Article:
Have you claimed your share in the $34 million lottery win yet?

According to a tweet from March 5th, one Andrew Kuczynski has won $34,443,238.37 US in the Powerball lottery.

And anyone who sees that tweet can get their very own $1,000 share for just a follow and a retweet.

Announcing sharing a $34 million lottery win with total strangers

As I write this, he has received well over 130,000 retweets and, being true to his word, has already started the “arduous process of paying my followers“.

And how arduous a process it is!

A Little Math

Just two days after his initial announcement, he claims to have given away over half of the money, with his PayPal balance now being down to $16,041,238.37.

Only $16 million left…

That’s a difference of $18.402 million, or 18,402 give-aways of $1,000 each, that Kuczynski has transferred via PayPal in some 50 hours or so.

Which translates to around 6 transactions per minute 1 — if, that is, he had worked on this for 50 hours straight without breaks, without visits to the bathroom, without sleep.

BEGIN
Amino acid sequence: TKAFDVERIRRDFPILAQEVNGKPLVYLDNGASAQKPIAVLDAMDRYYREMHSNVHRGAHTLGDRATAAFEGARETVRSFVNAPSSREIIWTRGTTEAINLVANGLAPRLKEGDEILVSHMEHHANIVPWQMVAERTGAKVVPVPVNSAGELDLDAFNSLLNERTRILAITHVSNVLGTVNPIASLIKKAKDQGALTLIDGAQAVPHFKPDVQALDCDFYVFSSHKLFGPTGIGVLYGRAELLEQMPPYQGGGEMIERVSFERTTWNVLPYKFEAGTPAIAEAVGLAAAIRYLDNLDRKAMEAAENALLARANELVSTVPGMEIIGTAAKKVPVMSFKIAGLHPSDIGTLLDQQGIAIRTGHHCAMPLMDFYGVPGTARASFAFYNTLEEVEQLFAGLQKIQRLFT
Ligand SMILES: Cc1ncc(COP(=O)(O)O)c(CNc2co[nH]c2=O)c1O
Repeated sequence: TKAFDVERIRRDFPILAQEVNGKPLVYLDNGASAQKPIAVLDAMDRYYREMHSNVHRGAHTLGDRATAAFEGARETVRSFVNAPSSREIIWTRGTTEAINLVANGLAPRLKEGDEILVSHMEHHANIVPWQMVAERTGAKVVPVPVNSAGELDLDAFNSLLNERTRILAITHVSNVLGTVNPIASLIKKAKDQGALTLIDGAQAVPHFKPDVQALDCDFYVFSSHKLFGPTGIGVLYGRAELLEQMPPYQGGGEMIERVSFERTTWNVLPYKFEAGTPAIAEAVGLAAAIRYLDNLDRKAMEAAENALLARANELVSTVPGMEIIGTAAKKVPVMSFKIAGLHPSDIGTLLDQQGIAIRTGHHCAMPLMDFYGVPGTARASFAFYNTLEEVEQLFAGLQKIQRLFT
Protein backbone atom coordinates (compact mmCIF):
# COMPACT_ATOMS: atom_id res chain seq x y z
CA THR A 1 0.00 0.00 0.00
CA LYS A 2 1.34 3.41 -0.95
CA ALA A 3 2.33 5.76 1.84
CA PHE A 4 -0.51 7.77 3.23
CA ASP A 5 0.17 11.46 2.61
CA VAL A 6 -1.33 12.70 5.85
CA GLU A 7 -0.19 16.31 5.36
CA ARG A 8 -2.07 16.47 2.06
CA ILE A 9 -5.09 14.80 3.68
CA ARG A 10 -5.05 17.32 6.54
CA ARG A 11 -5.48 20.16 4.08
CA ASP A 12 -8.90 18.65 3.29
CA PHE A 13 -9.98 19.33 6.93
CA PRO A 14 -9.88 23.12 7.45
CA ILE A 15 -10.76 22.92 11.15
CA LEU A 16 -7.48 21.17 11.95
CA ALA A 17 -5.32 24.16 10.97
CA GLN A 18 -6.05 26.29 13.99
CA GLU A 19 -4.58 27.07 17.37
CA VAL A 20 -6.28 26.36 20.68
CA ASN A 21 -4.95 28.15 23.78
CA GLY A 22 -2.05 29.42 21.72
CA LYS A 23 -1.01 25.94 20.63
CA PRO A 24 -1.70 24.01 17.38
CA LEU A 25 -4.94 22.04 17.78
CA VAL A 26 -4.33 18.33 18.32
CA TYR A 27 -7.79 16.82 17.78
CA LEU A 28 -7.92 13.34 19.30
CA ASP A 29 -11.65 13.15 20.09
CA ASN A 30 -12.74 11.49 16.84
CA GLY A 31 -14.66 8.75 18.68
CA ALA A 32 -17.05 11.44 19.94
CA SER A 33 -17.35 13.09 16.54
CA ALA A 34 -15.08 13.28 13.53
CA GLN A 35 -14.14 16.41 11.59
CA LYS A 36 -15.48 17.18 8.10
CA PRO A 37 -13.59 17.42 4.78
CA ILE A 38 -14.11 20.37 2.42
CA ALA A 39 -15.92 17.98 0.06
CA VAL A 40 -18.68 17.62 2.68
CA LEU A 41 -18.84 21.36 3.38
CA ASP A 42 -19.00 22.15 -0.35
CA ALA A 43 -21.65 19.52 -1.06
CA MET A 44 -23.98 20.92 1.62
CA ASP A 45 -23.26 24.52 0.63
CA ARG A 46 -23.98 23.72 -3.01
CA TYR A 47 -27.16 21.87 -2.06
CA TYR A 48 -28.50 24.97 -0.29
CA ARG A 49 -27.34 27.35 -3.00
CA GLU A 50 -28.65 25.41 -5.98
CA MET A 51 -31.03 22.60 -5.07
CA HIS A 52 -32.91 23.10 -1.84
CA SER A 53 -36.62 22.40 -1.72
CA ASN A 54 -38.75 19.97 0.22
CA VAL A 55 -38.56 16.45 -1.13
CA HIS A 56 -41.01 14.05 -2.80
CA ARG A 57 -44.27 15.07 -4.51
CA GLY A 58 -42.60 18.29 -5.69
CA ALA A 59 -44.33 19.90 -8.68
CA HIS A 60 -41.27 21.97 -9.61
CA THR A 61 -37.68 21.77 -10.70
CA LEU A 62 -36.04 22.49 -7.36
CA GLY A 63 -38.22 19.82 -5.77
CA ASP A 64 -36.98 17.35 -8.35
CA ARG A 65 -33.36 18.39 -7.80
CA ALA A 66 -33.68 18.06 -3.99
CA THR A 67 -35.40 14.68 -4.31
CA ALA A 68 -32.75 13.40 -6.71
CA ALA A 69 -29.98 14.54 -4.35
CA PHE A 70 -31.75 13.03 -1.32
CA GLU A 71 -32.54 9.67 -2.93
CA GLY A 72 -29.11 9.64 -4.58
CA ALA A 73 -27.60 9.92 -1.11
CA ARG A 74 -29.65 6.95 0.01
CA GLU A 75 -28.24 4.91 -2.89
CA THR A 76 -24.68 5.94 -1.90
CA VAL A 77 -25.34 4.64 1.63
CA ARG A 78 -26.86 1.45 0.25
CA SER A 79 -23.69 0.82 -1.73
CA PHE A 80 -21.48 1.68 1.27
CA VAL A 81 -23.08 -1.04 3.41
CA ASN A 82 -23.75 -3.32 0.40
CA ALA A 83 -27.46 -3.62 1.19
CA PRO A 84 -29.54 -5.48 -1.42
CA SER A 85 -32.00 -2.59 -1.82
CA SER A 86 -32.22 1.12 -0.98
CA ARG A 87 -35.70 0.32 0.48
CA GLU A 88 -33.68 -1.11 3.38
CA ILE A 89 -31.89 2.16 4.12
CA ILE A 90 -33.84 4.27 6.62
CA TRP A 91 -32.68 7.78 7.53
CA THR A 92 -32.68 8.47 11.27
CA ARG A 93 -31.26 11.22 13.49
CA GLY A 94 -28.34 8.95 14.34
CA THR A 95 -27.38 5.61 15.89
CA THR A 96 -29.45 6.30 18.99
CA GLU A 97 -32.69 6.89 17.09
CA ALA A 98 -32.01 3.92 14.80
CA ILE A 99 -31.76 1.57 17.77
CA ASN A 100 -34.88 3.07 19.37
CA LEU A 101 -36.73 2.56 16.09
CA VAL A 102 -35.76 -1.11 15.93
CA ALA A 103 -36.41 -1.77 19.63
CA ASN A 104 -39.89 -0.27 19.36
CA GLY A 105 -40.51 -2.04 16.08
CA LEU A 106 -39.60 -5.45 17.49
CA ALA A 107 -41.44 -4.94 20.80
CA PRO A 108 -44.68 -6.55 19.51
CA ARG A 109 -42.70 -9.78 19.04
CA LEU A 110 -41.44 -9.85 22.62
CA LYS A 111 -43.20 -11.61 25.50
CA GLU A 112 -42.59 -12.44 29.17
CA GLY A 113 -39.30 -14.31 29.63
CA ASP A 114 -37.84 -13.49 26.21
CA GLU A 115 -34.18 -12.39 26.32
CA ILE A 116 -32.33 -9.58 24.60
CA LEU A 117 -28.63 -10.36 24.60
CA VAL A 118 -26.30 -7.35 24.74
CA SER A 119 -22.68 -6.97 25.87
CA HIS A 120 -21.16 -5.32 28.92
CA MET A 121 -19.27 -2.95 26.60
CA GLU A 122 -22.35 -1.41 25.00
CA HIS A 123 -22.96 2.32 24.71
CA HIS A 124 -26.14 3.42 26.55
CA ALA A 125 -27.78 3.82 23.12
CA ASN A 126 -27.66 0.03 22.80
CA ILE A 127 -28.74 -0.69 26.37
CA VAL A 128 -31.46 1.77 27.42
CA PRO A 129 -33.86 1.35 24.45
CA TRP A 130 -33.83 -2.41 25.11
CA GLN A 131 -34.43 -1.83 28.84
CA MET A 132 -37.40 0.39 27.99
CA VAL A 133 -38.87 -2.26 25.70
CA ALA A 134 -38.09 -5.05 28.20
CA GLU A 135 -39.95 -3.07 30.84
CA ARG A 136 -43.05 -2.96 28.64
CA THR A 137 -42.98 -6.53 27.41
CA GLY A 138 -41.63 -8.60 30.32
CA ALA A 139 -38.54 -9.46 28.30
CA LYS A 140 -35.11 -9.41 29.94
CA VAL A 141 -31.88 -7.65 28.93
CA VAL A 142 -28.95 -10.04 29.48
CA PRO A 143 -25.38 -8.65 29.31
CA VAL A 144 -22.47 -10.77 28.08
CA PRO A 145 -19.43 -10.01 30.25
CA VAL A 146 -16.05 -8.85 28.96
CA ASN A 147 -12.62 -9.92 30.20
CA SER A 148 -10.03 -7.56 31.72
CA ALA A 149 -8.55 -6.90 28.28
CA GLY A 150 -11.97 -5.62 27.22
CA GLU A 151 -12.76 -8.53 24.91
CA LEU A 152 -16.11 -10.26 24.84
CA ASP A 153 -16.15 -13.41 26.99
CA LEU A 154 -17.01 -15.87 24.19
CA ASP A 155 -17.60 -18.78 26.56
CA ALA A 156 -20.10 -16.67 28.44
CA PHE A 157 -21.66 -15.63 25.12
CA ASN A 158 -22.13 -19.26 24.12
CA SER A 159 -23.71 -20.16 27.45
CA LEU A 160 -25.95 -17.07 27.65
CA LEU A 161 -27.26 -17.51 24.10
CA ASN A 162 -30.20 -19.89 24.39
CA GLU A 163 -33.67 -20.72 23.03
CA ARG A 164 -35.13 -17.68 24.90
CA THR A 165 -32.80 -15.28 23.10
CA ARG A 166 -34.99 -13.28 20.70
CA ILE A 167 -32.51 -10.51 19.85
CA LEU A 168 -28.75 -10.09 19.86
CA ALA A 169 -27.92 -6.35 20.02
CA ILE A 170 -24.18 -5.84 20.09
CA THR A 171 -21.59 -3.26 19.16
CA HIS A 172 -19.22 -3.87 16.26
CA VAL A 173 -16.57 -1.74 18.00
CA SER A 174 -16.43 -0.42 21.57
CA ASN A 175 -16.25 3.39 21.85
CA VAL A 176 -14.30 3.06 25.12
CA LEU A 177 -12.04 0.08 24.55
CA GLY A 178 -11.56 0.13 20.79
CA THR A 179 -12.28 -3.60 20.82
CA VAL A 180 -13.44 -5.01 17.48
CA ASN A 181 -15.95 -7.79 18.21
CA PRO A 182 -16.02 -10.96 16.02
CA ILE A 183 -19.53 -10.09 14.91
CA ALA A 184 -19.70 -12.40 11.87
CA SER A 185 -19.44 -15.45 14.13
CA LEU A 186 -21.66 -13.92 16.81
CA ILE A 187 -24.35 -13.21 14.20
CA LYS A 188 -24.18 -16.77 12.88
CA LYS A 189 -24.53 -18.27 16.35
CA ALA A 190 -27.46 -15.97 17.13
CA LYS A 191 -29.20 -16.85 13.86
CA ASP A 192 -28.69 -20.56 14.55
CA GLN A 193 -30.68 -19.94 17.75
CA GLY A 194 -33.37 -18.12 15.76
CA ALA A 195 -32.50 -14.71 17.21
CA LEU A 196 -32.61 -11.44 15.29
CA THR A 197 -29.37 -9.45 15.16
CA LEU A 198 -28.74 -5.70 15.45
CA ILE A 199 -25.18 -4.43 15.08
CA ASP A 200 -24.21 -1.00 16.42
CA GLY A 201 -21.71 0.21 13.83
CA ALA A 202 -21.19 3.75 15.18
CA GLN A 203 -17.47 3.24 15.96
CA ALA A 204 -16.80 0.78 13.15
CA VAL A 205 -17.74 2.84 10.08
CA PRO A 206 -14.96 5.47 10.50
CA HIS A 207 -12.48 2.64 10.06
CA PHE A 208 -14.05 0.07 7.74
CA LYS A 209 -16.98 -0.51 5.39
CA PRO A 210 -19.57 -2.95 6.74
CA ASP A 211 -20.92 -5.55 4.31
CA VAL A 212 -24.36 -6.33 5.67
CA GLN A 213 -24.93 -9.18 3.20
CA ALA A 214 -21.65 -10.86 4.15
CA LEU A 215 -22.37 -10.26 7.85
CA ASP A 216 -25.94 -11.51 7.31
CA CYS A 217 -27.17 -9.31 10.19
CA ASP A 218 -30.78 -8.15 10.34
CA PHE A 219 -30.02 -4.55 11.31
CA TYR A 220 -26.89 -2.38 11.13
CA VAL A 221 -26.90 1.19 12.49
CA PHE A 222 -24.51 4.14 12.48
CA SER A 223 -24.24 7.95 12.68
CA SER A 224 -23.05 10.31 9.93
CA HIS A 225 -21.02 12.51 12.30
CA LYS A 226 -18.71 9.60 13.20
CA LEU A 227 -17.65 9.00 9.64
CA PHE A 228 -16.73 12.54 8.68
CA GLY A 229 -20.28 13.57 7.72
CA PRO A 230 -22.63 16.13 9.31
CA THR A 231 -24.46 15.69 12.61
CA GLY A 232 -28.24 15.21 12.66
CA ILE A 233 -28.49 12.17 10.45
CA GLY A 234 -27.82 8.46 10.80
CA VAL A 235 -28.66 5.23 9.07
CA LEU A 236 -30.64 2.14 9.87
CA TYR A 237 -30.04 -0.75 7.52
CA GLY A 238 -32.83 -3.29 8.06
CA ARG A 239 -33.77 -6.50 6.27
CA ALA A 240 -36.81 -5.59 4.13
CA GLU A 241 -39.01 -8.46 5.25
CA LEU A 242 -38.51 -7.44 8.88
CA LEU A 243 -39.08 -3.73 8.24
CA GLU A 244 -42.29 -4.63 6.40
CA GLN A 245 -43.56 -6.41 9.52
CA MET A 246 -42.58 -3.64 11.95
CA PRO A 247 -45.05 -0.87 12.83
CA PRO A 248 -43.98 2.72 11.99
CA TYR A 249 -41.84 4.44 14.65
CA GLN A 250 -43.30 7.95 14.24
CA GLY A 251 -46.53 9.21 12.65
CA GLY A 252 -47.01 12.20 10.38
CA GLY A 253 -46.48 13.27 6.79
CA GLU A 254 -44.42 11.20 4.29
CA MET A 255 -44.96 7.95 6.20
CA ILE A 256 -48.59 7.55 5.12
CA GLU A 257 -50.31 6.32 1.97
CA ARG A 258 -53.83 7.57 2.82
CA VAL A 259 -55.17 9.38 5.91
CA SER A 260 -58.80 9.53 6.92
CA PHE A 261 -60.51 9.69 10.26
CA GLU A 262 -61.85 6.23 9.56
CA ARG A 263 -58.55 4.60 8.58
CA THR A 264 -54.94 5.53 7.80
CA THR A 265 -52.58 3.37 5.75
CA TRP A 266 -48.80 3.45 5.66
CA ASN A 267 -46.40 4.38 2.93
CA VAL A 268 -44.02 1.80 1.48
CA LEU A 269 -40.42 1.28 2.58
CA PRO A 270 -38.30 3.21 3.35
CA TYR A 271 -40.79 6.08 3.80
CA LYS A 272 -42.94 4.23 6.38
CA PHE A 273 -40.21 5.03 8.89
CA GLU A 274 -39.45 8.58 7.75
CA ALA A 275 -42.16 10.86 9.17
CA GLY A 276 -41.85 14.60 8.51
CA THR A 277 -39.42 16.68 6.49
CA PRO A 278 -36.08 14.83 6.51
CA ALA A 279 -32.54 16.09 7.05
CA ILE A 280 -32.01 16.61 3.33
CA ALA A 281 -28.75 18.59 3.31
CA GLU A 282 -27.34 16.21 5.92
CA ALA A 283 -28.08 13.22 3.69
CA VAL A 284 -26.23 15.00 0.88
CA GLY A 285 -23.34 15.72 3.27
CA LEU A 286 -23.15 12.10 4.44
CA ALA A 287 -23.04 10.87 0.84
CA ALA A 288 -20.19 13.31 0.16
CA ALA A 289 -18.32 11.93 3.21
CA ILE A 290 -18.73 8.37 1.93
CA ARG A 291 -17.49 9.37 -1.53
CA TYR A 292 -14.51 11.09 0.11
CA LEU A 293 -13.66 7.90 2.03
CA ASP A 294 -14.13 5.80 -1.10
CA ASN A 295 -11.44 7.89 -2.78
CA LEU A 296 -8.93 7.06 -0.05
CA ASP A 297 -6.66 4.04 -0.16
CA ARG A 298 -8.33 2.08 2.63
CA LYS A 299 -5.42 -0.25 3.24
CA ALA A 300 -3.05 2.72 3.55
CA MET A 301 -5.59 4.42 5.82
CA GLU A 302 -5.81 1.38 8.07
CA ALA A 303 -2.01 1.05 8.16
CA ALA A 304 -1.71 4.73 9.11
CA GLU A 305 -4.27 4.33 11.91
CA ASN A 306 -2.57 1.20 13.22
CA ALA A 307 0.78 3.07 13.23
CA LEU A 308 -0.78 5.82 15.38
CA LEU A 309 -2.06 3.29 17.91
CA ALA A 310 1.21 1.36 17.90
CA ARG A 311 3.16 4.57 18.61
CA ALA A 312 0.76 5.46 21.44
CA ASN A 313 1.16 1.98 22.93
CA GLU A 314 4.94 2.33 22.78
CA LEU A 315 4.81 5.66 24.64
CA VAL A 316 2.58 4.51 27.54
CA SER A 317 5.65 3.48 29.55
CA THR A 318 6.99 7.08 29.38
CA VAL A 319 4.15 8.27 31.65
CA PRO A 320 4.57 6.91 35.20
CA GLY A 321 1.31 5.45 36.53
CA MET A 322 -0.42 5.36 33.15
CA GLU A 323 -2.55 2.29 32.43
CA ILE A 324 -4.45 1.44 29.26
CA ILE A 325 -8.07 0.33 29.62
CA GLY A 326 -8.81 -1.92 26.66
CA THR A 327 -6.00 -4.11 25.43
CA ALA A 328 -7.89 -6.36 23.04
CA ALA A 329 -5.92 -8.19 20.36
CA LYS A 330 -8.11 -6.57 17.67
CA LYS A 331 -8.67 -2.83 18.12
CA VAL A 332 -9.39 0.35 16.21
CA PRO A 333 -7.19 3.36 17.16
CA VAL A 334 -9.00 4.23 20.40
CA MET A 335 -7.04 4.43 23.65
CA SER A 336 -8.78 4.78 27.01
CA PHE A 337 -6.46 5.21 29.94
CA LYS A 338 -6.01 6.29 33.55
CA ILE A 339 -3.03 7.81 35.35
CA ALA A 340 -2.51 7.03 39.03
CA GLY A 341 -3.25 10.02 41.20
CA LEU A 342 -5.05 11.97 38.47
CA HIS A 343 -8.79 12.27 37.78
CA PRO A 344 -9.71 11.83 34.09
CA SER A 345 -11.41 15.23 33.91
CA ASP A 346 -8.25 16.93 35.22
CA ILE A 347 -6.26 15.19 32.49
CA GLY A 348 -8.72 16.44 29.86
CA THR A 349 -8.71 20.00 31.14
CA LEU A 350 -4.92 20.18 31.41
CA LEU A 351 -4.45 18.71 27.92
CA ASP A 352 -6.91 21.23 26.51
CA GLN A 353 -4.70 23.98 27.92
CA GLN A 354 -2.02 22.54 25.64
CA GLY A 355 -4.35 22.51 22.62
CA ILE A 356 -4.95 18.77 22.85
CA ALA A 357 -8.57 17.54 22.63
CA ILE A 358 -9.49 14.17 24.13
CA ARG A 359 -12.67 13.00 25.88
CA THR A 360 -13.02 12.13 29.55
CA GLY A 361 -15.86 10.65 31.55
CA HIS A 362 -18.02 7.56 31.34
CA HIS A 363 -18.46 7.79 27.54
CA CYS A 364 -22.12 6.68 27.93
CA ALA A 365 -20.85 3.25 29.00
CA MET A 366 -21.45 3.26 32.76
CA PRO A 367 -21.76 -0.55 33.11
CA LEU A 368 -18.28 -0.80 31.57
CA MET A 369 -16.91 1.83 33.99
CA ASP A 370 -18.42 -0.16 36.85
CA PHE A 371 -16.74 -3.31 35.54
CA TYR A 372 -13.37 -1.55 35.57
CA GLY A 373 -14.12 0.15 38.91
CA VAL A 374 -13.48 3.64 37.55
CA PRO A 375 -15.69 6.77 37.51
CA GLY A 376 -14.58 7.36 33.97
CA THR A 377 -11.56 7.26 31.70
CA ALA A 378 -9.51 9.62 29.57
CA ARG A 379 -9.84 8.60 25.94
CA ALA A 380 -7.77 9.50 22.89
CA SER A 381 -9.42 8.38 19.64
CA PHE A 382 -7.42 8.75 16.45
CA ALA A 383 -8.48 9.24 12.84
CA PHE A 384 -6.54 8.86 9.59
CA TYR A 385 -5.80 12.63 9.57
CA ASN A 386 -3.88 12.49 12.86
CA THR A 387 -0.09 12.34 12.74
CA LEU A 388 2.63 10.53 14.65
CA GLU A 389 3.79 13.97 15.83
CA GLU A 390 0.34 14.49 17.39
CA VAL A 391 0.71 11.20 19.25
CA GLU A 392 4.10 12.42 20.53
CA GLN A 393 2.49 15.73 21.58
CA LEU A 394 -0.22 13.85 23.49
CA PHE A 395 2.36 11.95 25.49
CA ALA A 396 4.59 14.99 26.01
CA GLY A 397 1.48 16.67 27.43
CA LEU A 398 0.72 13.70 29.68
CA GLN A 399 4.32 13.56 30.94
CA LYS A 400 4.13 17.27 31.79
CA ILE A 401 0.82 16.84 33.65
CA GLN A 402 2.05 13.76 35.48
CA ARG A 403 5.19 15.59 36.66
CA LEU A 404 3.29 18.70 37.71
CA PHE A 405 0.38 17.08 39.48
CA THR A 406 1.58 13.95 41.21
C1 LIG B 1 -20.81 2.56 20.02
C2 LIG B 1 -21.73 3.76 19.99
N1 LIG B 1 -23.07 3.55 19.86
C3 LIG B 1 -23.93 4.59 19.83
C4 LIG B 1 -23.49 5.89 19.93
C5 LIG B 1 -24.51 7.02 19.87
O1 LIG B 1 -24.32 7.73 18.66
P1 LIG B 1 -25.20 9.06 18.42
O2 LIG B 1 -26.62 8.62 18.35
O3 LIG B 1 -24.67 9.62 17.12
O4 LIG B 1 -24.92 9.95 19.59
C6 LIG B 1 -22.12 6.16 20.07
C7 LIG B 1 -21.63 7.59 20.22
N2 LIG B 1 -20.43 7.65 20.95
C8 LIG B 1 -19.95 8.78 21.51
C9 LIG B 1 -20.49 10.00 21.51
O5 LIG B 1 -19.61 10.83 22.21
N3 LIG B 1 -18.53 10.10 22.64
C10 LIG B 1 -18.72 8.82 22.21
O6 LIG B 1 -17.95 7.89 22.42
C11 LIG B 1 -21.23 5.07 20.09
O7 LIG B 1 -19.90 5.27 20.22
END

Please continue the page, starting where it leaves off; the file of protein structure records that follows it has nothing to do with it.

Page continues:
Even if PayPal’s website had reasonable response times2, pumping out that many transactions in that time frame is somewhat unlikely, no?

Let’s assume, however, that Andrew does want to take the occasional break, does need to go the bathroom sometimes, and does want a few hours of sleep. Because, you know, he’s doing this purely as an altruistic move, right? He doesn’t have to put this much effort into it. Right?

Let’s cut that 24-hour day down to a 12-hour transaction-work day, then. That now gives Andrew some 5 seconds to perform each transaction. Talk about assembly-line work.



Look a bit more closely…

For those who are still not convinced, there’s this detail from the “arduous process” tweet:

THISISNOTREAL, scream the recipients' names

Man is a gullible thing

Kuczynski has surely earned his 15 minutes of Internet fame for this nifty but harmless little stunt, which has earned him more than 44,500 followers so far.

I’m not sure, though, whether he will start having regrets once those 133,000 greedy, gullible nitwits come to realize that their $1,000 won’t show up in their accounts anytime soon.

The take-away? Same as it ever was: If it’s too good to be true, chances are it is.

And even more importantly: If common sense fails you every now and then, a few basic math skills can go a long way.

  1. 18402 transactions / (50 h * 60 min/h) = 6.134 transactions / min 

  2. Which, as every PayPal user knows, it doesn’t. 

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